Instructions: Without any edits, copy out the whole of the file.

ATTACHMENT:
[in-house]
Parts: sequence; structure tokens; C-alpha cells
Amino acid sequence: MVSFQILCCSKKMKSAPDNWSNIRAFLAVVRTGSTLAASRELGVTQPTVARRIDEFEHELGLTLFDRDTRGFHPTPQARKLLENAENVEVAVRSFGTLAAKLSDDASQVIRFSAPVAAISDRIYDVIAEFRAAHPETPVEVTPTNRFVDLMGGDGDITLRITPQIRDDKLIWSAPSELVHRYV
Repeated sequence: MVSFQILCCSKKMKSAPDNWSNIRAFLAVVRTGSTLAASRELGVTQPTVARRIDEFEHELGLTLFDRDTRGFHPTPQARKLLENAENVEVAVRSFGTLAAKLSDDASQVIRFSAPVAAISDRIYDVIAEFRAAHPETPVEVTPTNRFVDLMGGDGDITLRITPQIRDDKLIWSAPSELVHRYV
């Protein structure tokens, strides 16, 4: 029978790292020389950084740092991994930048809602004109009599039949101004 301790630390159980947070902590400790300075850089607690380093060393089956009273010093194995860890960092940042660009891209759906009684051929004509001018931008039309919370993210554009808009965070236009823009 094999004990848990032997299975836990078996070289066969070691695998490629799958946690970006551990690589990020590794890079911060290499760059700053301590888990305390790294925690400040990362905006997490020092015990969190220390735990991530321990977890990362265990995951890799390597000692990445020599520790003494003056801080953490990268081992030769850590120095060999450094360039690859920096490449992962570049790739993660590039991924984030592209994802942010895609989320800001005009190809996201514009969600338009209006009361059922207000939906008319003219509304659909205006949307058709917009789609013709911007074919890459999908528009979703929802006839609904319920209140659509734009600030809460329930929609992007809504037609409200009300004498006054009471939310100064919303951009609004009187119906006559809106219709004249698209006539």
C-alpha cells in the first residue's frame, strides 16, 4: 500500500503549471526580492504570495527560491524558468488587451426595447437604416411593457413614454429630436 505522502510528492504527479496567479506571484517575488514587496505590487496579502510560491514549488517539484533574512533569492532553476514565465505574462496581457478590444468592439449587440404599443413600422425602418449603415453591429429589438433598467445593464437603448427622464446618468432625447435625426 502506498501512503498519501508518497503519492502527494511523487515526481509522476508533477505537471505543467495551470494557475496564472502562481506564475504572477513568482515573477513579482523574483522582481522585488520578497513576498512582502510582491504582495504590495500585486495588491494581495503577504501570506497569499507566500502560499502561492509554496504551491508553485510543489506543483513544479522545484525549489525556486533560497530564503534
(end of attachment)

[in-house]
Parts: sequence; structure tokens; C-alpha cells
Amino acid sequence: MVSFQILCCSKKMKSAPDNWSNIRAFLAVVRTGSTLAASRELGVTQPTVARRIDEFEHELGLTLFDRDTRGFHPTPQARKLLENAENVEVAVRSFGTLAAKLSDDASQVIRFSAPVAAISDRIYDVIAEFRAAHPETPVEVTPTNRFVDLMGGDGDITLRITPQIRDDKLIWSAPSELVHRYV
Repeated sequence: MVSFQILCCSKKMKSAPDNWSNIRAFLAVVRTGSTLAASRELGVTQPTVARRIDEFEHELGLTLFDRDTRGFHPTPQARKLLENAENVEVAVRSFGTLAAKLSDDASQVIRFSAPVAAISDRIYDVIAEFRAAHPETPVEVTPTNRFVDLMGGDGDITLRITPQIRDDKLIWSAPSELVHRYV
């Protein structure tokens, strides 16, 4: 029978790292020389950084740092991994930048809602004109009599039949101004 301790630390159980947070902590400790300075850089607690380093060393089956009273010093194995860890960092940042660009891209759906009684051929004509001018931008039309919370993210554009808009965070236009823009 094999004990848990032997299975836990078996070289066969070691695998490629799958946690970006551990690589990020590794890079911060290499760059700053301590888990305390790294925690400040990362905006997490020092015990969190220390735990991530321990977890990362265990995951890799390597000692990445020599520790003494003056801080953490990268081992030769850590120095060999450094360039690859920096490449992962570049790739993660590039991924984030592209994802942010895609989320800001005009190809996201514009969600338009209006009361059922207000939906008319003219509304659909205006949307058709917009789609013709911007074919890459999908528009979703929802006839609904319920209140659509734009600030809460329930929609992007809504037609409200009300004498006054009471939310100064919303951009609004009187119906006559809106219709004249698209006539």
C-alpha cells in the first residue's frame, strides 16, 4: 500500500503549471526580492504570495527560491524558468488587451426595447437604416411593457413614454429630436 505522502510528492504527479496567479506571484517575488514587496505590487496579502510560491514549488517539484533574512533569492532553476514565465505574462496581457478590444468592439449587440404599443413600422425602418449603415453591429429589438433598467445593464437603448427622464446618468432625447435625426 502506498501512503498519501508518497503519492502527494511523487515526481509522476508533477505537471505543467495551470494557475496564472502562481506564475504572477513568482515573477513579482523574483522582481522585488520578497513576498512582502510582491504582495504590495500585486495588491494581495503577504501570506497569499507566500502560499502561492509554496504551491508553485510543489506543483513544479522545484525549489525556486533560497530564503534